Tag Archives: responding

What Not to Say

5 Jul

There’s plenty more to say about things you can say in response to sexism. Let’s talk a little, though, about what not to say. The basic pitfalls here are being sexist yourself, or contributing to the oppression of other groups. Here are a few examples (all except the last example are only relevant for talking to guys, though).

1. Would you say that to your sister/mother?

This type of response, the “No way to speak to a lady!” reaction, appeals to benevolent sexism, to the idea that women need to be protected. It also touches on the idea that women only have meaning from their relationships to men, not as independent human beings. (This idea is explained eloquently in this blog post: I Am Not Your Wife, Sister or Daughter. I Am A Person – well worth a read, with a lot of interesting discussion in the comments. Warning, some strong language.)

Plus, what if he says, “Of course I would”?

2. If you act like that/say things like that, women won’t want to date you/sleep with you.

It’s not helpful or feminist to suggest that men will be rewarded for good behavior by sexual favors from women. It perpetuates the idea that there’s a sex-based struggle between men and women, where women use sex to manipulate men, and men have to put up with women and their annoying demands to get sex. That’s a major component of hostile sexism. Plus, the guy might not even be interested in women.

3. A real man wouldn’t say something like that.

This implies that being sexist is un-masculine. Being un-masculine is held up as something bad to be avoided. You’re basically trying to shame the guy into good behavior by threatening him with being un-masculine. But the opposite of masculine is feminine. Feminine is not bad, it’s not sexist, and it’s not rude. It’s not something to shame with. I realize that the words masculine and feminine have a lot of rules for gender behavior associated with them, which are problematic in and of themselves. But that’s the stuff you’re appealing to when you play the ‘real man’ card, and it promotes the idea of being female as bad.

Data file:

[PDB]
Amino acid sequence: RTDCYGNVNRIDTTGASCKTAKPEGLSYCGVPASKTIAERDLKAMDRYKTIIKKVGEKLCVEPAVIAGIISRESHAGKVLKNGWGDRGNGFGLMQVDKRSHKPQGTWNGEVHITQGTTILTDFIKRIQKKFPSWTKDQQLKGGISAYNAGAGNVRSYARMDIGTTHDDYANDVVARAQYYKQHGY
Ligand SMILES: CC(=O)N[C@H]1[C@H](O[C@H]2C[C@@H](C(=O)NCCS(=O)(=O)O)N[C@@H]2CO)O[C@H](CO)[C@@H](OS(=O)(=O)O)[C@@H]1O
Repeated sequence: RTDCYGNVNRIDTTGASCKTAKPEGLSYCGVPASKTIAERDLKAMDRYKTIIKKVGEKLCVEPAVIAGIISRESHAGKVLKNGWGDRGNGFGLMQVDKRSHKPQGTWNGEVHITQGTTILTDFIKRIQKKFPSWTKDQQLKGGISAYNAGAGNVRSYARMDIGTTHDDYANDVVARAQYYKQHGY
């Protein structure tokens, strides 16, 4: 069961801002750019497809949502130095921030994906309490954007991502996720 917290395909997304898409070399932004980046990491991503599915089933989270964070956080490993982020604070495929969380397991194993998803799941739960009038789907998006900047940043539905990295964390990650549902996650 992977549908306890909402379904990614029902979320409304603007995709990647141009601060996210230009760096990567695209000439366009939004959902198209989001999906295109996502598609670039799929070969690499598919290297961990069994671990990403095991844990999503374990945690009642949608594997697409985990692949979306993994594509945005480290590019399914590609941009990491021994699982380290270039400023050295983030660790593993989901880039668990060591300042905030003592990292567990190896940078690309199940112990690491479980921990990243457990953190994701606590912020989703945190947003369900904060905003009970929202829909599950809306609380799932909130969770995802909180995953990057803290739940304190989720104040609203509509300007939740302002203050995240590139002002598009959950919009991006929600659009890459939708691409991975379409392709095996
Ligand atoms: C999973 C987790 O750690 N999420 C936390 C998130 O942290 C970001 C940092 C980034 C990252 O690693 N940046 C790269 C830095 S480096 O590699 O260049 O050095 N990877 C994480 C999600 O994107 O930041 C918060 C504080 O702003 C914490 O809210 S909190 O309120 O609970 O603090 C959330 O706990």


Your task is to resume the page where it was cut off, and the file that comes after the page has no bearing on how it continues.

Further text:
This comeback also draws on that benevolent sexist idea mentioned in #1, that men should protect women. You could rephrase this response as, “A good person wouldn’t say something like that, because it’s sexist.” (“And it perpetuates thus and such negative experiences for women,” if you’re feeling eloquent.) It’s not about masculinity or femininity, it’s about just plain violating the rules of how you should treat your fellow human beings.

4. Turning the tables: “Would you like it if we hung pictures of half-naked men up in the break room?” “How would you like it if you couldn’t leave the house without women yelling at you and talking about your body?”

This can seem like a good strategy. Get the man to put himself in your shoes, and maybe he’ll realize what’s wrong with what he’s doing or saying. Empathy, right? There are two things wrong with this approach.

First, if your scenario gets the reaction you wanted, and the guy doesn’t like what you’re suggesting, it’s probably based on homophobia. In the first example, you are counting on (even if unconsciously) your audience being homophobic. Ew, pictures of naked men! That’s not a point of view that needs to be reinforced. Contributing to discrimination against someone else is not a good way to take a stand against discrimination against yourself.